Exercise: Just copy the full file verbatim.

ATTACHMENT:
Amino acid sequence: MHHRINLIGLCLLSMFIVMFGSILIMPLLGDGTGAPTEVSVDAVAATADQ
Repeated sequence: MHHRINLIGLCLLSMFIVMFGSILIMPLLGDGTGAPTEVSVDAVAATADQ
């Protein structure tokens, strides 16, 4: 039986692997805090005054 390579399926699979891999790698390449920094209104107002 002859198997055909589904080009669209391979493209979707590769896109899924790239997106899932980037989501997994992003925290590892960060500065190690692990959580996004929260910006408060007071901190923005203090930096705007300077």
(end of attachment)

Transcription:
Amino acid sequence: MHHRINLIGLCLLSMFIVMFGSILIMPLLGDGTGAPTEVSVDAVAATADQ
Repeated sequence: MHHRINLIGLCLLSMFIVMFGSILIMPLLGDGTGAPTEVSVDAVAATADQ
């Protein structure tokens, strides 16, 4: 039986692997805090005054 390579399926699979891999790698390449920094209104107002 002859198997055909589904080009669209391979493209979707590769896109899924790239997106899932980037989501997994992003925290590892960060500065190690692990959580996004929260910006408060007071901190923005203090930096705007300077």